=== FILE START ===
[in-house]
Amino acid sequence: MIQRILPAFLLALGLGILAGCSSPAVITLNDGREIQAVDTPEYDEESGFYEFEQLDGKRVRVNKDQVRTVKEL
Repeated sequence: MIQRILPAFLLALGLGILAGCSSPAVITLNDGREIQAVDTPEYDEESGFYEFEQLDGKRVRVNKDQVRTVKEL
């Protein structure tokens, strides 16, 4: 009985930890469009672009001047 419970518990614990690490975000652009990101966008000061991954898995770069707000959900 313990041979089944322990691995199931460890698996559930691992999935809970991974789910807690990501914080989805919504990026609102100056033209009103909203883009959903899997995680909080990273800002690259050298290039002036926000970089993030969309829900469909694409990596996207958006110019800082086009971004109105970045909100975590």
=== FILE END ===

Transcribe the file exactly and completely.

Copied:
[in-house]
Amino acid sequence: MIQRILPAFLLALGLGILAGCSSPAVITLNDGREIQAVDTPEYDEESGFYEFEQLDGKRVRVNKDQVRTVKEL
Repeated sequence: MIQRILPAFLLALGLGILAGCSSPAVITLNDGREIQAVDTPEYDEESGFYEFEQLDGKRVRVNKDQVRTVKEL
């Protein structure tokens, strides 16, 4: 009985930890469009672009001047 419970518990614990690490975000652009990101966008000061991954898995770069707000959900 313990041979089944322990691995199931460890698996559930691992999935809970991974789910807690990501914080989805919504990026609102100056033209009103909203883009959903899997995680909080990273800002690259050298290039002036926000970089993030969309829900469909694409990596996207958006110019800082086009971004109105970045909100975590």